11) The optical circulator according to claim 6 wherein the said means for bending collimated light comprises first and second birefringent plates located proximal to said propagation axis.
12) The optical circulator according to claim 11 wherein said first and second birefringent plates each include a first and second face, each first and second face being orientated at an angle one to the other, and wherein said second face of said first birefringent plate is mated to said first face of said second birefringent plate.
13) The optical circulator according to claim 6 wherein light enters said means for bending light at a first angle and exits said means for bending light at a second angle different from the first.
14) The optical circulator according to claim 6 further comprising a second compound polarisation rotator located on the propagation axis and interposed between said means for bending light and said second optical birefringent device, wherein the said second compound polarisation rotator comprises third and fourth reciprocal polarisation rotators and a second non-reciprocal polarisation rotator.
15) The optical circulator according to claim 6 further comprising a third optical birefringent device located on the propagation axis and interposed between said means for bending light and said second port.
16) The optical circulator according to claim 6 further comprising a first single lens located on the propagation axis and interposed between said first port and said means for bending light and further interposed between said means for bending light and said third port.
17) The optical circulator according to claim 16 wherein said first single lens is further interposed between said first port and said first optical birefringent device and interposed between said first optical birefringent device and said third port.
18) The optical circulator according to claim 6 further comprising a second single lens located on the propagation axis and interposed between said means for bending light and said second port.
19) The optical circulator according to claim 18 wherein said second single lens is further interposed between said second optical birefringent device and said second port.
Description
BRIEF DESCRIPTION OF THE DRAWING

[0023]FIG. 1 presents a side elevation of a block of birefringent material as taught in the prior art.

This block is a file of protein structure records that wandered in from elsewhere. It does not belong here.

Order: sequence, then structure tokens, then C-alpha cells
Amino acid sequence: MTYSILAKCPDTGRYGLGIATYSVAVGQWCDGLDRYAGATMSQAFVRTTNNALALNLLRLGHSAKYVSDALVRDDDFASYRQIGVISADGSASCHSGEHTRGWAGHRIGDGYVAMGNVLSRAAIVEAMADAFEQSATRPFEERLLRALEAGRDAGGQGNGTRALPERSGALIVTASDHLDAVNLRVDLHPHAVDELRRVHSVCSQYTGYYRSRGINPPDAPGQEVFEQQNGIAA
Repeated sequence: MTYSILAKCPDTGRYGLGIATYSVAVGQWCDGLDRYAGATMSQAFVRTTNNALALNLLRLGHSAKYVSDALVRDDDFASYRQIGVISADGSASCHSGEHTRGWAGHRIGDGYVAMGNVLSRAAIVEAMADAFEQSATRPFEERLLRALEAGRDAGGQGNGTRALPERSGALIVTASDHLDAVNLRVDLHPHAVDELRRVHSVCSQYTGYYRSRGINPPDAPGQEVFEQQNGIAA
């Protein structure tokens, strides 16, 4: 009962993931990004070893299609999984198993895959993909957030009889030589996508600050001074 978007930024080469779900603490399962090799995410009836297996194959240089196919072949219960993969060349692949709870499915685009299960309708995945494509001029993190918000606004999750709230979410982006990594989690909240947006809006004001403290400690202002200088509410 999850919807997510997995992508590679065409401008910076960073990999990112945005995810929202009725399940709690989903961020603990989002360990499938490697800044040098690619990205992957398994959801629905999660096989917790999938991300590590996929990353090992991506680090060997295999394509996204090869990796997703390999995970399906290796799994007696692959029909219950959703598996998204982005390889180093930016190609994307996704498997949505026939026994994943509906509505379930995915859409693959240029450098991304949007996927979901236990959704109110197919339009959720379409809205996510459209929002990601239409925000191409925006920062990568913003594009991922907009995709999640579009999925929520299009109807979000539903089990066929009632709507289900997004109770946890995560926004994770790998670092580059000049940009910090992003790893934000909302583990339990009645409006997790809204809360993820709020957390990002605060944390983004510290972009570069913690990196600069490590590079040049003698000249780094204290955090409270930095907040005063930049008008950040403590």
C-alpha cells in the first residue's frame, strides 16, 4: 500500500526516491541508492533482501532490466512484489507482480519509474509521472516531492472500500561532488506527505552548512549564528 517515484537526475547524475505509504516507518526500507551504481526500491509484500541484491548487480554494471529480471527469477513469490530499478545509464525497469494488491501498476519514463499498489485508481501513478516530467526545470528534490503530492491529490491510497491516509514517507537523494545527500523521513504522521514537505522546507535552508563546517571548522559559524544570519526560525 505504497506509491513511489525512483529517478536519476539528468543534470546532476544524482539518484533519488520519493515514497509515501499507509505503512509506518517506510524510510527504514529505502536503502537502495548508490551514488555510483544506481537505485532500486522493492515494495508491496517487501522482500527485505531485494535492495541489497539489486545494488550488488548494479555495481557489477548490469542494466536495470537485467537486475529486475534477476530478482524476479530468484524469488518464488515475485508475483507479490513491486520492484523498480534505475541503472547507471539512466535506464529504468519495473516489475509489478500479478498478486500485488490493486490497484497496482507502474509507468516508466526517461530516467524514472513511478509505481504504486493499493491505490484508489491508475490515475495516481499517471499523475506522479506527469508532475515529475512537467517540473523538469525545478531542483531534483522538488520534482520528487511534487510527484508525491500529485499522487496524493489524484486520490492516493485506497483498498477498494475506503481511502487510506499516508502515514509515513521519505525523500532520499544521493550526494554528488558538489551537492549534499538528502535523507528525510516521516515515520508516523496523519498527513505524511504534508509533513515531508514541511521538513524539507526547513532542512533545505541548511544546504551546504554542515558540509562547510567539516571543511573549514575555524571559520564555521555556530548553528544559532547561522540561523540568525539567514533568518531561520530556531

[0024]FIG. 2 shows a prior art optical circulator by Li et al, the contents of which are incorporated herein by reference, incorporating blocks of birefringent material as described in FIG. 1.

[0025]FIG. 3 presents elevations of the optical circulator of FIG. 2, and in particular presents:

[0026] (a) a side view showing how light is transmitted from a first optical fibre to a second optical fibre;

[0027] (b) a side view showing how light is transmitted from the second optical fibre to a third optical fibre; and

[0028] (c) the elevation, as seen from A in FIGS. 3a and 3 b, showing how light propagates around the circulator.

[0029]FIG. 4 presents a side elevation of:

[0030] (a) a first embodiment of the beam splitting device according to the present invention; and

[0031] (b) a second embodiment of the beam splitting device according to the present invention.

[0032]FIG. 5 presents elevations of an optical circulator incorporating the beam splitting devices of FIG. 4, and in particular presents:

[0033] (a) a side view showing how light is transmitted from a first optical fibre to a second optical fibre;

[0034] (b) a side view showing how light is transmitted from the second optical fibre to a third optical fibre; and

[0035] (c) the elevation, as seen from A in FIGS. 5a and 5 b, showing how light propagates around the circulator.

DETAILED DESCRIPTION OF THE INVENTION

[0036] In order to reduce the dimensions of an optical system it is required to have a beam splitting device that provides ordinary and extraordinary output beam components from an input beam, that propagate symmetrically about an axis as defined by the input beam. FIG. 4 presents side elevations of two embodiments of such a beam splitting device that achieves this desired effect.

[0037] In both Figures light is shown propagating along the y-axis through a birefringent material in the form of crystal structures. The desired symmetry of the ordinary and extraordinary component beams is achieved in the embodiment shown in FIG. 4(a) by cutting the input and output faces of the beam splitting device 203. The critical factors resulting from the cut are the angles A and B. The angle A lies in the z-y plane and refers to the angle of the front face of the crystal relative to the propagation axis L, as defined by the input beam 240. The angle B lies in the x-y plane and refers to the angle between the optic axis and the propagation axis L.

[0038] The angles A and B are defined by the inherent properties of the material from which the beam splitting device 203 is cut. Consideration of Snell's Law and the equation of the index ellipsoid provides the following expressions for the angles A and B, namely: